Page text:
Indeed, in a country where the phrase “every three days” — as in, a man should beat his wife every three days whether she deserves it or not — is part of the daily lexicon, the women on the vanguard of the South Korean feminist movement are true profiles in courage. Seo Ji-Hyun, for one, was a senior prosecutor when she went public with her experience of being sexually assaulted by the justice ministry’s policy-planning director-general, sparking South Korea’s #MeToo movement. Despite relentless public harassment, she persevered with her case, and though she lost in court, she put the issue front and center in the news. Another is Byun Hui-Su, who publicly outed herself as transgender to protest her dismissal from the military after her gender-affirming surgery.
Galvanizing events, such as the murder of a woman by an incel at the Gangnam subway station and the suicide of a K-pop star mercilessly bullied after being suspected of being a feminist, along with the prevalence of digital sex crimes (including deepfake porn and the filming of drugged women being gang raped), have compelled women to take action.
Victims of gender-based crimes have, among other actions, successfully pushed to change laws; created organizations, hotlines, and seminars to help other victims; organized mass protests; and fought their abusers in court despite systemic male bias. Protesting gender inequality in more prosaic ways, women have also joined the “Escape the Corset” movement, forgoing the hours-long daily beauty regimens expected of Korean women; become “no-marriage women,” pledging to stay single and childless; and created community in a sisterhood of other unmarried women.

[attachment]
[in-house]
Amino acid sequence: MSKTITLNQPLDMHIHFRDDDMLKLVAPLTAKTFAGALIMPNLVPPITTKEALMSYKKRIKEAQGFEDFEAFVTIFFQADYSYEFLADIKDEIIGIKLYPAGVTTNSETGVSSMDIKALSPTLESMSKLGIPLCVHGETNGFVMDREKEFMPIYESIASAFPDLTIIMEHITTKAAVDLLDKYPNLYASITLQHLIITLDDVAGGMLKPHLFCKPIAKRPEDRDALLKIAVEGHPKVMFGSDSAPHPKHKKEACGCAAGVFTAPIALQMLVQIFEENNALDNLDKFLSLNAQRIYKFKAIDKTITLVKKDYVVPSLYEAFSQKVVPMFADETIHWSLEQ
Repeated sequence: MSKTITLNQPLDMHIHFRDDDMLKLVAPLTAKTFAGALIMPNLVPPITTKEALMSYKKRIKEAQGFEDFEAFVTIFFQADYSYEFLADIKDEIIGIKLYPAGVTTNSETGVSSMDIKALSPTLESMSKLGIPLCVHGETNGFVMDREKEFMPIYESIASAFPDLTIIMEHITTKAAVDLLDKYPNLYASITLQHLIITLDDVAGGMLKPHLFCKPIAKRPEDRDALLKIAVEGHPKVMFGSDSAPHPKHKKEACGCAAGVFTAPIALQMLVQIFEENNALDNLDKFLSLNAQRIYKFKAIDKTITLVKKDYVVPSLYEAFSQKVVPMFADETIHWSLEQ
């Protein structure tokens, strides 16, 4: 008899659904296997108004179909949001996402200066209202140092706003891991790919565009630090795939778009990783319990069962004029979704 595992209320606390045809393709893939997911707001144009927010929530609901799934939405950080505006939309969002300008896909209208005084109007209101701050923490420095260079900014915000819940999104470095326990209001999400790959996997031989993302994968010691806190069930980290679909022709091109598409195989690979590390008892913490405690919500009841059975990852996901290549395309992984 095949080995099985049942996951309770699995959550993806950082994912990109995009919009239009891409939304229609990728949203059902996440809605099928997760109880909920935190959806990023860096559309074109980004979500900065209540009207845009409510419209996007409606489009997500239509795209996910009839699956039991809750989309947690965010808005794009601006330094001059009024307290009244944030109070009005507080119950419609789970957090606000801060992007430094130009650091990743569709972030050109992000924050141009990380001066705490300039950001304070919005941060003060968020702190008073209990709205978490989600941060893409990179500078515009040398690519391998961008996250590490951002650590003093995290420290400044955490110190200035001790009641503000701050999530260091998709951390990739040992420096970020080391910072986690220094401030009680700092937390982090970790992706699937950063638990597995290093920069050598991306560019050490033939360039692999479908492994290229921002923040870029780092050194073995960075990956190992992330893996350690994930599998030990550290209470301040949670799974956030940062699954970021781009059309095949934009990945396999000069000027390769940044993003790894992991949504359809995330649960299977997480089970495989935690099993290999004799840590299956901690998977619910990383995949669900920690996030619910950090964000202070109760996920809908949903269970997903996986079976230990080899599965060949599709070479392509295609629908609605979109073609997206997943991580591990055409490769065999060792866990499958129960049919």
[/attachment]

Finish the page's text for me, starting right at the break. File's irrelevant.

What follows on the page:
Not surprisingly, such activism has produced a backlash among men, particularly the younger generation. The men’s rights movement helped propel South Korea’s current president, Yoon Suk Yeol, into office after he pledged to abolish the Ministry of Gender Equality and Family and strengthen penalties for false accusations of sex crimes. The enthusiastic support for Yoon by men in their 20s and 30s indicates misogyny has not loosened its iron grip on Korea; it’s tightened it.
Accessibly written in short chapters, Flowers of Fire seamlessly disseminates statistics, research, interviews, and expert opinions amid the personal stories of the brave women of South Korea’s feminist movement. Divided into four parts, the book explores the incidents that spawned the modern-day feminist movement, the history of South Korean feminism, grassroots campaigns, and contemporary activism. Though timelines and individual activists can overlap from section to section, the author deftly portrays not just a movement, but a country, making for absorbing reading for South Korean experts and novices alike.
Whether part of a movement or not, South Korean women today are protesting with their uteruses, making South Korea the country with the world’s lowest birthrate. South Korean men would do well to read Flowers of Fire and chart a new course toward gender equity or else see their nation decline as quickly as it ascended.
Born to a Korean mother and an American-soldier father, Alice Stephens was one of the many mixed-race Koreans adopted out of the country. She is the author of the novel Famous Adopted People, co-founder of the Adoptee Literary Festival, a book reviewer, and a columnist for the Independent.